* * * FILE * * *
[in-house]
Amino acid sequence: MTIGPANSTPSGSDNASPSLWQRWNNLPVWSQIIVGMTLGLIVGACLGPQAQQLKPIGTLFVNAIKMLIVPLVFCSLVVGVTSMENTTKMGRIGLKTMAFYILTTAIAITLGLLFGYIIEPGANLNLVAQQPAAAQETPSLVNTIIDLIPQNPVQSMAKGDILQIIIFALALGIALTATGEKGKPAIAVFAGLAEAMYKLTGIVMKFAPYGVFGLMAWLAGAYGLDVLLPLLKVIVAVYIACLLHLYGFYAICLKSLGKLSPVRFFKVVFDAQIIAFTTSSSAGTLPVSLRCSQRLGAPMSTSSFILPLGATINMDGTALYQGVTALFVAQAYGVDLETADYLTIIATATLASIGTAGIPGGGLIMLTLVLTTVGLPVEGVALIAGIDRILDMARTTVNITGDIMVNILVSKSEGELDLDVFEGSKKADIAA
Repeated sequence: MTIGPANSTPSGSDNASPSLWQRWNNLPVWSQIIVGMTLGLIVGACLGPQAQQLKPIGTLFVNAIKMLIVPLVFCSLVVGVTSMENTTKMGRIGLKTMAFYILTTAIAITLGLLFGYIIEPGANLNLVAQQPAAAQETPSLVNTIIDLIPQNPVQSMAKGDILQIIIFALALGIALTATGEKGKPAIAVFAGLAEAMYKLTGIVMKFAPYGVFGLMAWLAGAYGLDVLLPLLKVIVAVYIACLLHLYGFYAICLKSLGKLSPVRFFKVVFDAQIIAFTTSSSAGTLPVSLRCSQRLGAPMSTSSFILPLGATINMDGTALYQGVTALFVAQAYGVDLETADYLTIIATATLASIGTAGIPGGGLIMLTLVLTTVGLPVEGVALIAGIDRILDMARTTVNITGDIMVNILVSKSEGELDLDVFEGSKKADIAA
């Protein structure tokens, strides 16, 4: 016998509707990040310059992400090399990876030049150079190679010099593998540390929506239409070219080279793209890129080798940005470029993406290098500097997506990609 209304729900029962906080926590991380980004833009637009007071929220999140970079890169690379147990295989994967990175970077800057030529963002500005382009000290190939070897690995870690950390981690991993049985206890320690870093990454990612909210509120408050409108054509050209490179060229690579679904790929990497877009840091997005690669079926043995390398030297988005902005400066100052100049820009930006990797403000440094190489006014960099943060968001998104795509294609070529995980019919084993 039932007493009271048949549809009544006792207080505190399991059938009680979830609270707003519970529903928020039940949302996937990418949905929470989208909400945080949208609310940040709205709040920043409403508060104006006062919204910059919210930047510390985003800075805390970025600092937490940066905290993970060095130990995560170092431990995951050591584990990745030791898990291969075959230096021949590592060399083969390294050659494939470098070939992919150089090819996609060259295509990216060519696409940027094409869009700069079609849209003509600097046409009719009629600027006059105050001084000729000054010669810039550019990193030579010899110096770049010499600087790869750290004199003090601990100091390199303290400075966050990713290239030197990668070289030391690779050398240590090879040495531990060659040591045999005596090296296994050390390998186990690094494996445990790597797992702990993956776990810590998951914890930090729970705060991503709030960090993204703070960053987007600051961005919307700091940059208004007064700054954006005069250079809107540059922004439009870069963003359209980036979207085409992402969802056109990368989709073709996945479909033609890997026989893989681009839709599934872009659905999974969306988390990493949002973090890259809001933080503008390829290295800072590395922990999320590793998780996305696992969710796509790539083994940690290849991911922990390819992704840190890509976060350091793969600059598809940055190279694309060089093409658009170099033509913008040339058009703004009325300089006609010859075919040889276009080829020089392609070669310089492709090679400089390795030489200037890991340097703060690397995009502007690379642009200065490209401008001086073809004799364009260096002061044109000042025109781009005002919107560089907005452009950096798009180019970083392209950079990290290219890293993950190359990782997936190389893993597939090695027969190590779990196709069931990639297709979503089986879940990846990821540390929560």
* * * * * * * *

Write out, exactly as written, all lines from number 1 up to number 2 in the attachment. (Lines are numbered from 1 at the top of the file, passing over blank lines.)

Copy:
[in-house]
Amino acid sequence: MTIGPANSTPSGSDNASPSLWQRWNNLPVWSQIIVGMTLGLIVGACLGPQAQQLKPIGTLFVNAIKMLIVPLVFCSLVVGVTSMENTTKMGRIGLKTMAFYILTTAIAITLGLLFGYIIEPGANLNLVAQQPAAAQETPSLVNTIIDLIPQNPVQSMAKGDILQIIIFALALGIALTATGEKGKPAIAVFAGLAEAMYKLTGIVMKFAPYGVFGLMAWLAGAYGLDVLLPLLKVIVAVYIACLLHLYGFYAICLKSLGKLSPVRFFKVVFDAQIIAFTTSSSAGTLPVSLRCSQRLGAPMSTSSFILPLGATINMDGTALYQGVTALFVAQAYGVDLETADYLTIIATATLASIGTAGIPGGGLIMLTLVLTTVGLPVEGVALIAGIDRILDMARTTVNITGDIMVNILVSKSEGELDLDVFEGSKKADIAA